Narapati I of Ava
|Narapati I |
|King of Ava|
|Reign||25 April 1442 – 24 July 1468|
|Predecessor||Minye Kyawswa I|
|Viceroy of Prome|
|Reign||1429 – 1442|
|Successor||Minye Kyawswa II|
7 June 1413 |
Wednesday, 10th waxing of First Waso 775 ME
24 July 1468 (aged 55) |
Sunday, 5th waxing of Wagaung 830 ME
|Consort||Atula Thiri Maha Yaza Dewi|
Three sons and five daughters including: |
Thihathura of Ava
Mingyi Swa of Prome
Thado Minsaw of Prome
|Mother||Shin Myat Hla|
Narapati I of Ava (Burmese: နရပတိ (အင်းဝ), pronounced [nəɹa̰pətḭ]; 7 June 1413 – 24 July 1468) was king of Ava from 1442 to 1468. In the early years of his reign, this former viceroy of Prome (Pyay) was forced to deal with raids from the Shan State of Mogaung as well as the Ming Chinese intrusions into Avan territory (1444–1446). In the wake of renewed Chinese determination to pacify the Yunnan frontier region, Narapati was able to maintain Ava's control of northern Shan States of Kale and Mohnyin, and gained allegiance of Thibaw. However, he continued to have trouble with Toungoo which was in revolt between 1451 and 1459. One of his grandsons attempted on his life in June 1467. The king fled Ava for Prome and died there in July 1468.
Ancestry and early life
Narapati was born to Mohnyin Thado, then Governor of Mohnyin, and his wife (later chief queen) Shin Myat Hla on 7 June 1413.[note 1] He was the second child of the couple's four children. He has an elder brother and two younger sisters. He was given Wuntho in fief.
|Ancestry of King Narapati I|
Viceroy of Prome
In 1429, he was appointed by his father, who had become king of Ava, Viceroy of Prome (Pyay), the southernmost and most important territory of Ava. His new title was Thihathu. He continued to rule Prome when his father died in 1439, and was succeeded by his brother and heir-apparent Minye Kyawswa.
In January 1442 (Tabodwe 803 ME), Minye Kyawswa suddenly died. At that time, Ava's forces had been laying siege to Mogaung, the capital of the Shan State of Mogaung. When the king died, the ministers at Ava first chose Minye Kyawswa's son-in-law and brother-in-law Thihapate who was at the front at Mogaung. Thihapate was recalled to Ava by ministers to assume the throne, but he declined the offer, declaring that he was neither a son nor a brother of the deceased king. He suggested they recall the king’s brother Thihathu from Prome. The ministers then invited Thihathu who ascended to the throne with the reign name of Narapati on 25 April 1442 (1st waning of Kason 804 ME). Thihapate, having refused the throne, went back to the front, and captured Mogaung the very day the new king, who was also Thihapate's brother-in-law, ascended the throne. Their leader Thonganbwa was captured, and brought back to Ava.
As customary with all Ava kings, Narapati after becoming king, first had to assert his rule over the kingdom. With Mogaung defeated, Narapati gained the allegiance of the saopha of Onpaung Hsipaw (Thibaw) in the northeast. He made Thihapate the new saopha of Mohnyin, and his son-in-law the new saopha of Kale. Despite his success in peripheral regions, Narapati continued to have problems with regions much closer to Ava. In late 1443, he sent his armies to Yamethin and Pinle, both of which had been in revolt since the start of his brother's reign in 1441. While his armies were laying siege to Pinle, the new king was forced to deal with a far larger threat from the north: China.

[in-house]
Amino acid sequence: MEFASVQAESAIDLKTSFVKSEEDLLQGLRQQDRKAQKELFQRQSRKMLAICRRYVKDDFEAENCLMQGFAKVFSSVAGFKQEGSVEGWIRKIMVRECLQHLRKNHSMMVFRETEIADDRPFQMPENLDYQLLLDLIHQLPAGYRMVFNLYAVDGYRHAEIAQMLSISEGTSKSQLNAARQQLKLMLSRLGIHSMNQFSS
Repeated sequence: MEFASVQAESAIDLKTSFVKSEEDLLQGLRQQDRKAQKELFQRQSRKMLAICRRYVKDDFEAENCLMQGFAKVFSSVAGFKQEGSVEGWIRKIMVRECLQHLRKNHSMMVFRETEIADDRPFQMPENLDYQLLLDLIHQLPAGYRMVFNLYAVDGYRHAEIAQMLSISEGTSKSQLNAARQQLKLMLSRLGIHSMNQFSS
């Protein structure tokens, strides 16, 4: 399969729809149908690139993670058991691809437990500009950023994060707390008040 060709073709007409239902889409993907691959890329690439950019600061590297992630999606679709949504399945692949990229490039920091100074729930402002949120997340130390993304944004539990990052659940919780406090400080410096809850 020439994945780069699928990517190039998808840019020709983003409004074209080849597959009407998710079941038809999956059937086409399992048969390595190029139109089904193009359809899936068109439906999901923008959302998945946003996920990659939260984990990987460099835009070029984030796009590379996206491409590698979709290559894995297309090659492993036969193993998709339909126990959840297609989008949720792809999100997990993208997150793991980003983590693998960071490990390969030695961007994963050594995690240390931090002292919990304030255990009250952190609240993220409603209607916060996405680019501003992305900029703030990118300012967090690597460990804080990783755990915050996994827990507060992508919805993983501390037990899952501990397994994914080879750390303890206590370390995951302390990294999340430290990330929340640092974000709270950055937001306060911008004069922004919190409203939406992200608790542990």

The Ming Chinese had conquered Yunnan after their campaigns of 1380–1388, but never completely controlled the frontier which was still occupied by several Shan States. The Chinese were forced to send troops back to the region due to the constant Shan raids into Yunnan by Thonganbwa, the saopha of Mogaung. In 1443, Zhengtong Emperor sent yet another expeditionary force (third campaign since 1436) to punish the pesky Shan raiders. After learning that Ava had already defeated and captured Thonganbwa at Mogaung, the Chinese forces, encamped at the frontier, demanded that Ava surrender Thonganbwa, and send a payment of tribute, or it would face attack.
Narapati refused the Chinese demand. In 1444, Ava forces marched north to meet the Chinese. The Burmese Chronicles report that the Chinese forces numbered three million, and that the Ava forces numbered 200,000. The numbers clearly were an exaggeration but an exaggeration that does indicate a grave threat. (Noted historian of Burmese history, GE Harvey, believes that the military numbers reported during the Ava-Pegu era were an order of magnitude higher.) Chinese troops descended on Bhamo, and war broke out. The Burmese met the invaders at Kaungton near Bhamo and held their ground. The Chinese soon faced a food supply problem, and retreated to Mong Wan (Mo Wun). Narapati appointed the saophas of Mogaung and Mong Nai (Mone) to watch over Bhamo and returned to Ava.